Researchers have created nanofibers that work as a muscle drive. The new artificial “muscles” turned out to be more efficient and flexible than existing analogues. The scientists presented their development in the journal Nature Nano.
Engineers from the University of Texas at Austin and Penn State University used self-assembly of the block copolymer in the solution phase and crystallization programmed by deformation to create muscle drives. The fibers consist of well-aligned nanostructures with alternating crystalline and amorphous regions that resemble the ordered and striated structure of mammalian skeletal muscle.
A block copolymer is a linear copolymer whose macromolecule consists of regularly or statistically alternating homogeneous blocks that differ in composition or structure. As the researchers note, to create muscle structures, you need to put the polymer they created in a solvent, and then add water. One part of this polymer is hydrophilic (attracted to water), and the other part is hydrophobic (tends to avoid contact with water). The hydrophobic parts of the polymer are grouped together to protect themselves from water, creating a fiber structure.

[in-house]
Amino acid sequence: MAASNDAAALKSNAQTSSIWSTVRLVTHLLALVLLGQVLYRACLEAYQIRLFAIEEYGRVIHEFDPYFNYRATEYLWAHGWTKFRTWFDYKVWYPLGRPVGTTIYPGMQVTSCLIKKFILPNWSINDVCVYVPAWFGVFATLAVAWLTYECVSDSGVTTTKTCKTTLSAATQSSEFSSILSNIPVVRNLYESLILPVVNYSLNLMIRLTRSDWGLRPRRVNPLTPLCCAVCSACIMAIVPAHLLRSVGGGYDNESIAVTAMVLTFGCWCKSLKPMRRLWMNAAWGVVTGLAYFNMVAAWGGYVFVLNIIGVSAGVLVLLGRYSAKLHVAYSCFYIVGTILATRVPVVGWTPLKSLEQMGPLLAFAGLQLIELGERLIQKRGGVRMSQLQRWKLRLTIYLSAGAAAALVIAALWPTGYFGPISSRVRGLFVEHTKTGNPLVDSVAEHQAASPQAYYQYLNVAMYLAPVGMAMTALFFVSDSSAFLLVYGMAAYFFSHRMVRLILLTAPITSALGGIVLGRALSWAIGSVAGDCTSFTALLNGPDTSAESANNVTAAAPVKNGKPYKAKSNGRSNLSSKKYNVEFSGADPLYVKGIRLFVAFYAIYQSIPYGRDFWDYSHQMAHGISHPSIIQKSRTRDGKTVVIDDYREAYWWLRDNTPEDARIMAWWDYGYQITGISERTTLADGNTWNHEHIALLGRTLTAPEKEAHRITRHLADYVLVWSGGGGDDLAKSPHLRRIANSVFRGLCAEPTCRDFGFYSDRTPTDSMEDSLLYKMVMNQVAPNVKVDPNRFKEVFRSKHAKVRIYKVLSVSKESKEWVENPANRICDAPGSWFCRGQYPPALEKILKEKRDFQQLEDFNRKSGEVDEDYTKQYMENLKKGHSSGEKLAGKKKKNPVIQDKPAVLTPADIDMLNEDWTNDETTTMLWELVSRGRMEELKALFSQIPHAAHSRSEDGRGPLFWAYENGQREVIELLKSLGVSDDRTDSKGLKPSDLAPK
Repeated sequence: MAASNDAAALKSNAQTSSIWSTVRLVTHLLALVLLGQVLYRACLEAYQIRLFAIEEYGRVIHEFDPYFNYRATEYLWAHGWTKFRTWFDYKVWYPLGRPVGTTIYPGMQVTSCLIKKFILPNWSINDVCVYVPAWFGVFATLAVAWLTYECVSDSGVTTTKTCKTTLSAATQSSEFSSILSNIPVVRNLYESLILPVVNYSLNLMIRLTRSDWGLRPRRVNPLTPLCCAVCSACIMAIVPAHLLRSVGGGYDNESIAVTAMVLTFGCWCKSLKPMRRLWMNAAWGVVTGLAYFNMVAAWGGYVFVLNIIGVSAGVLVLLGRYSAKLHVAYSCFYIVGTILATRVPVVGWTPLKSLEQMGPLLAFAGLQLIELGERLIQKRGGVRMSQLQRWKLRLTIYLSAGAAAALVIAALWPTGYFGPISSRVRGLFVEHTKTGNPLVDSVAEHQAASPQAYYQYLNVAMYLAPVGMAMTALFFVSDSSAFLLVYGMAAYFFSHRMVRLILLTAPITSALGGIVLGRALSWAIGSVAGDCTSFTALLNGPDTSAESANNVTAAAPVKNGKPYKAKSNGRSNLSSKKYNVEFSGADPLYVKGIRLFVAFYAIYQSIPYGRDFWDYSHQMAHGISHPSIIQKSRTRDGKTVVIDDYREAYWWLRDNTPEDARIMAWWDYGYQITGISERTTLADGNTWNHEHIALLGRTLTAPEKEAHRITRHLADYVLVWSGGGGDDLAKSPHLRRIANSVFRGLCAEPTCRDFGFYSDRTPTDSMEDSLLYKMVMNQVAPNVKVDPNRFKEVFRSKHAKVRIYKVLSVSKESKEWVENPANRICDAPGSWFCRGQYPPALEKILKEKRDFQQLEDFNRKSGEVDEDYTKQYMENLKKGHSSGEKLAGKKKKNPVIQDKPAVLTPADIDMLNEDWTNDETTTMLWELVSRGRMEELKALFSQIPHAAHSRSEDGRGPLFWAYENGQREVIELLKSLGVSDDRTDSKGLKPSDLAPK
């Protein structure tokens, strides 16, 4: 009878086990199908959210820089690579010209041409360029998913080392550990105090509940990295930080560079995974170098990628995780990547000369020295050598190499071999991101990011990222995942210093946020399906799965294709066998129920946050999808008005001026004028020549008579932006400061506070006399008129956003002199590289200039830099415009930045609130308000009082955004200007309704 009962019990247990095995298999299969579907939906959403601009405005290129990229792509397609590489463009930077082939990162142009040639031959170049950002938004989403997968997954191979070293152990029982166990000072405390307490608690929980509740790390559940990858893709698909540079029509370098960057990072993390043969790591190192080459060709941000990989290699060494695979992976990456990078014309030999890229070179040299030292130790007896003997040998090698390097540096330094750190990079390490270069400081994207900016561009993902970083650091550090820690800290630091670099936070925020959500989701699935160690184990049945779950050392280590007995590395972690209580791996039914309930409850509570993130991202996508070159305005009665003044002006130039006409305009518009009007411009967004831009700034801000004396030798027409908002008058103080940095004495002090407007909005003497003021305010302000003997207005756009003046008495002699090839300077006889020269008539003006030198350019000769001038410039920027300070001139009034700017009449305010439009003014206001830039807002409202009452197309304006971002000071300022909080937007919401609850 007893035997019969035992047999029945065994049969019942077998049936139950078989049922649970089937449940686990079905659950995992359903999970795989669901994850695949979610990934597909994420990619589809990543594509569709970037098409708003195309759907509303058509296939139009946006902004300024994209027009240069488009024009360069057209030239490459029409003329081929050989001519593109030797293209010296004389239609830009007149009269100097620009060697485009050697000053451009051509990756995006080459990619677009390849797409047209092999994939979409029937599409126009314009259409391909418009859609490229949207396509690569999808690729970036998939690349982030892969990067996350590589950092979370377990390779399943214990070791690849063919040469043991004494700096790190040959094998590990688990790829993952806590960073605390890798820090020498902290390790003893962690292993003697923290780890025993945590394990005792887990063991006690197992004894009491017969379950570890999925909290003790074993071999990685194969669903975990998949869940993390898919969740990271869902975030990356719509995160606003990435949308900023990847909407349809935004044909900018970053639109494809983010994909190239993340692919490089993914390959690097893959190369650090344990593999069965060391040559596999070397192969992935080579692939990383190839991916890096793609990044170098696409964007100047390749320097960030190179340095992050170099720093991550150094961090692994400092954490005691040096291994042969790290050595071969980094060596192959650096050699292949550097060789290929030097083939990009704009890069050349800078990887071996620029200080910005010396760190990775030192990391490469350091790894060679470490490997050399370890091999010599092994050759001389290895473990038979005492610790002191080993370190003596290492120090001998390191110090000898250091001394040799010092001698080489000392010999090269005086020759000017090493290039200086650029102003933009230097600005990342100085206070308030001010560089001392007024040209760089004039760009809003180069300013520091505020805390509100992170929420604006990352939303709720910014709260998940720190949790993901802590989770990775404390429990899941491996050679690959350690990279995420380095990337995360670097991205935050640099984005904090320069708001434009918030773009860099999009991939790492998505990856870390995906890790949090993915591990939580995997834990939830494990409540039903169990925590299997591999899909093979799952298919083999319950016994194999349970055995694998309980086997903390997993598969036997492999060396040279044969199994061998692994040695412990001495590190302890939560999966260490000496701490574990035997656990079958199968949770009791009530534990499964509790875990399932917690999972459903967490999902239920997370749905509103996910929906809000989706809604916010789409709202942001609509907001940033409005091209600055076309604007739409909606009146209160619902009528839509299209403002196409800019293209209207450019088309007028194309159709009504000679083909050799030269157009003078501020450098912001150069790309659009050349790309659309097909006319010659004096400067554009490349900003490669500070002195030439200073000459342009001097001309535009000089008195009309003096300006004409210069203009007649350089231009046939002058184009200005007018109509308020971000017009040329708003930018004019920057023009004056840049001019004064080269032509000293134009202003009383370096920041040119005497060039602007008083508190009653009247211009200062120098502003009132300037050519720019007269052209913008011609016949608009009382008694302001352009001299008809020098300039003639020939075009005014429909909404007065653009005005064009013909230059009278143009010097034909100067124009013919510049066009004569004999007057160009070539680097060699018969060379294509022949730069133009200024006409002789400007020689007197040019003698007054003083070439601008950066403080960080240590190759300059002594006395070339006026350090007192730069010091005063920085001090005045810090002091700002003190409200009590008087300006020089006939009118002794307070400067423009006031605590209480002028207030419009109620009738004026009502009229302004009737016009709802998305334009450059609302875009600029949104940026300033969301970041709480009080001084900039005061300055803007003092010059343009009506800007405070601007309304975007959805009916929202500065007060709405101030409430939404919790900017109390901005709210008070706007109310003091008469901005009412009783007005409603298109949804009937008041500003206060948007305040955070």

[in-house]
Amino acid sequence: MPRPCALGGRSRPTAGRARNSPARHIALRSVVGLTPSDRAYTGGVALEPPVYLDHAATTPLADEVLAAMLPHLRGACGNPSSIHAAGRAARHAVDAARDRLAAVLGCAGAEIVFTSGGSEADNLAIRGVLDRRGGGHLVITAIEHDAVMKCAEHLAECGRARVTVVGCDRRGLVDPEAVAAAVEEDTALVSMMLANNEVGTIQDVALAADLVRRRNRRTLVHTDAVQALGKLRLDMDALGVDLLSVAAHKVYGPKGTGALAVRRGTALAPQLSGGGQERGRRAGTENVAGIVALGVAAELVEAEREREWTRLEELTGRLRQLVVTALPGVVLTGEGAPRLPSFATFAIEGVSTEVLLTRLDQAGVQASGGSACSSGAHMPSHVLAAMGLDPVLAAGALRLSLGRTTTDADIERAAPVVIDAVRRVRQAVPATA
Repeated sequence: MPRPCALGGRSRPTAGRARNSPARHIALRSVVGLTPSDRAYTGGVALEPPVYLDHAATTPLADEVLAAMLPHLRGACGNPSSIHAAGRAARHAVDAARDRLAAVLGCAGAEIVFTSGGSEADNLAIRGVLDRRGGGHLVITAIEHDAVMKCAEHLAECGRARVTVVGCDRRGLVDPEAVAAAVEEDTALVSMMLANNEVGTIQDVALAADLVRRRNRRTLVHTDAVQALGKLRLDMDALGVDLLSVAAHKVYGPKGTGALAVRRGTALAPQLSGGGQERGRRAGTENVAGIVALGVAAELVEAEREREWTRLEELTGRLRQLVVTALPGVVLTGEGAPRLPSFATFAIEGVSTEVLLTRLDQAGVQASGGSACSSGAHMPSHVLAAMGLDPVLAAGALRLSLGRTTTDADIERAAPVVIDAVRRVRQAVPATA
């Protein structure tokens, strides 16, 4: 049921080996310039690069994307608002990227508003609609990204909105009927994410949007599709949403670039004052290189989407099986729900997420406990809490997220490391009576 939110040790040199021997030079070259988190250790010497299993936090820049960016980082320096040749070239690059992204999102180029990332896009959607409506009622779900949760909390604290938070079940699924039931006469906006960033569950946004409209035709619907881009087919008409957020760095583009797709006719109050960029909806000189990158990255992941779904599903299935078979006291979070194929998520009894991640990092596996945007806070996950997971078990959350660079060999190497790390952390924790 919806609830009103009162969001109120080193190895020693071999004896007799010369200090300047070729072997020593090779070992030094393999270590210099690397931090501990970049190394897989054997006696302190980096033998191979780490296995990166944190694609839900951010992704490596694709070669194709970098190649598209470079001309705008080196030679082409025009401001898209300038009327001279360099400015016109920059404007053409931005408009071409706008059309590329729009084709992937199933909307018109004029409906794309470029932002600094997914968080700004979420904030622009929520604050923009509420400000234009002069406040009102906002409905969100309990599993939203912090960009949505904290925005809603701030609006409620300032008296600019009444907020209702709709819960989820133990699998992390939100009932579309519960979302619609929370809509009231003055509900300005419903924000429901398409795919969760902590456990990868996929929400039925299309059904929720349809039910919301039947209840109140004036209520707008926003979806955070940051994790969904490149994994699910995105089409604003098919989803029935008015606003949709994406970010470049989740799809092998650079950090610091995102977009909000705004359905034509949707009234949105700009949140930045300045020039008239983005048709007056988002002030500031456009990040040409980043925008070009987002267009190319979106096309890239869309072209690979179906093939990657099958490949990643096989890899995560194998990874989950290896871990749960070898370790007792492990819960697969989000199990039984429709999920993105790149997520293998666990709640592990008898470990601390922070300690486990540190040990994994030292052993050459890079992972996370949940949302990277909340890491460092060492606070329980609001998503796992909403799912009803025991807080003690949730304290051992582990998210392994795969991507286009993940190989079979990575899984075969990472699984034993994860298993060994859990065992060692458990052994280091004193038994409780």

In their paper, the researchers report that their fibers are 75% more efficient in terms of converting energy into motion, are able to withstand 80% more load, and can rotate at greater speed and force than modern drives. In addition, the new fiber is able to stretch 9 times without damage.
Engineers believe that the development will find application in robotics and medicine. For example, the new fibers can be used in an auxiliary exoskeleton that helps people with weakened muscles regain movement. In addition, nanostructures can be used to create a “self-closing dressing” after surgery. After the wound heals, such a bandage will completely dissolve.
“You can create an arm out of these fibers for a robot that will respond to stimuli and return energy, instead of using a motor to do so. This will be better, because with mechanical control, the robot will have a softer touch,” says Manish Kumar, a professor at the Kokrell School of engineering and one of the authors of the study.